New chip reduces neural networks’ power consumption by up to 95 percent, making them practical for battery-powered devices.
Most recent advances in artificial-intelligence systems such as speech- or face-recognition programs have come courtesy of neural networks, densely interconnected meshes of simple information processors that learn to perform tasks by analyzing huge sets of training data.
But neural nets are large, and their computations are energy intensive, so they’re not very practical for handheld devices. Most smartphone apps that rely on neural nets simply upload data to internet servers, which process it and send the results back to the phone.
Now, MIT researchers have developed a special-purpose chip that increases the speed of neural-network computations by three to seven times over its predecessors, while reducing power consumption 94 to 95 percent. That could make it practical to run neural networks locally on smartphones or even to embed them in household appliances.
“The general processor model is that there is a memory in some part of the chip, and there is a processor in another part of the chip, and you move the data back and forth between them when you do these computations,” says Avishek Biswas, an MIT graduate student in electrical engineering and computer science, who led the new chip’s development.
“Since these machine-learning algorithms need so many computations, this transferring back and forth of data is the dominant portion of the energy consumption. But the computation these algorithms do can be simplified to one specific operation, called the dot product. Our approach was, can we implement this dot-product functionality inside the memory so that you don’t need to transfer this data back and forth?”
Biswas and his thesis advisor, Anantha Chandrakasan, dean of MIT’s School of Engineering and the Vannevar Bush Professor of Electrical Engineering and Computer Science, describe the new chip in a paper that Biswas is presenting this week at the International Solid State Circuits Conference.
Back to analog
Neural networks are typically arranged into layers. A single processing node in one layer of the network will generally receive data from several nodes in the layer below and pass data to several nodes in the layer above. Each connection between nodes has its own “weight,” which indicates how large a role the output of one node will play in the computation performed by the next. Training the network is a matter of setting those weights.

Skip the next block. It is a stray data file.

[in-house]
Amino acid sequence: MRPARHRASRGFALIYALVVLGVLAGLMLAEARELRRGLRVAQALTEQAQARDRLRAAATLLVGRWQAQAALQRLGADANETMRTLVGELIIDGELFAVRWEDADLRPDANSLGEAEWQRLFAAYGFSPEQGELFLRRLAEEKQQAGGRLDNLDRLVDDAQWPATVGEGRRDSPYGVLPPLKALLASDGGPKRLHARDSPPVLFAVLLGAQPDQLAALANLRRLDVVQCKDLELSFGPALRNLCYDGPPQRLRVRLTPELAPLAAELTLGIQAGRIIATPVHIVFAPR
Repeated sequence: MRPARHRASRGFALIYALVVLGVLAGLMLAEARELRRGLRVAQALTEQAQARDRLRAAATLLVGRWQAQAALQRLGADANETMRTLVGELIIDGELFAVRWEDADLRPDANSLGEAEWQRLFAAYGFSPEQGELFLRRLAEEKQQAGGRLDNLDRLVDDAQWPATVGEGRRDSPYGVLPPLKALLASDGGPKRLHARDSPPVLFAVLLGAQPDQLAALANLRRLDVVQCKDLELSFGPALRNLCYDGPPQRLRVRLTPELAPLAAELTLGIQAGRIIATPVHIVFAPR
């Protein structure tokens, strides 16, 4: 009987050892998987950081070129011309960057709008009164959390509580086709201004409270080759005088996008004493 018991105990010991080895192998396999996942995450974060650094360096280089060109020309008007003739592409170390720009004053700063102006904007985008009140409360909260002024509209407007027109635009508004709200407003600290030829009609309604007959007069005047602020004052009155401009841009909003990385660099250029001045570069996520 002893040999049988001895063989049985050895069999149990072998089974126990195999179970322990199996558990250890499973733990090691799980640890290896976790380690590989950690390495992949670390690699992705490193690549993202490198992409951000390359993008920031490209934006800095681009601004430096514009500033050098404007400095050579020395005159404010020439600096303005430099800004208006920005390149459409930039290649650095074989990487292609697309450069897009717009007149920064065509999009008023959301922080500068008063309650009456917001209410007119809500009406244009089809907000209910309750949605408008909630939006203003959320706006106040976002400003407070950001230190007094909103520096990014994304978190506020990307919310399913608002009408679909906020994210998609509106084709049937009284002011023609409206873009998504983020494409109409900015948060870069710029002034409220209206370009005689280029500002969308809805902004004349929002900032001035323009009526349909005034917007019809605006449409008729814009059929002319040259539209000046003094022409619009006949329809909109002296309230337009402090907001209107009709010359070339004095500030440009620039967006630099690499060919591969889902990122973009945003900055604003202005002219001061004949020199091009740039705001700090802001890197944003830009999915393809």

A node receiving data from multiple nodes in the layer below will multiply each input by the weight of the corresponding connection and sum the results. That operation — the summation of multiplications — is the definition of a dot product. If the dot product exceeds some threshold value, the node will transmit it to nodes in the next layer, over connections with their own weights.
A neural net is an abstraction: The “nodes” are just weights stored in a computer’s memory. Calculating a dot product usually involves fetching a weight from memory, fetching the associated data item, multiplying the two, storing the result somewhere, and then repeating the operation for every input to a node. Given that a neural net will have thousands or even millions of nodes, that’s a lot of data to move around.
But that sequence of operations is just a digital approximation of what happens in the brain, where signals traveling along multiple neurons meet at a “synapse,” or a gap between bundles of neurons. The neurons’ firing rates and the electrochemical signals that cross the synapse correspond to the data values and weights. The MIT researchers’ new chip improves efficiency by replicating the brain more faithfully.
In the chip, a node’s input values are converted into electrical voltages and then multiplied by the appropriate weights. Summing the products is simply a matter of combining the voltages. Only the combined voltages are converted back into a digital representation and stored for further processing.
The chip can thus calculate dot products for multiple nodes — 16 at a time, in the prototype — in a single step, instead of shuttling between a processor and memory for every computation.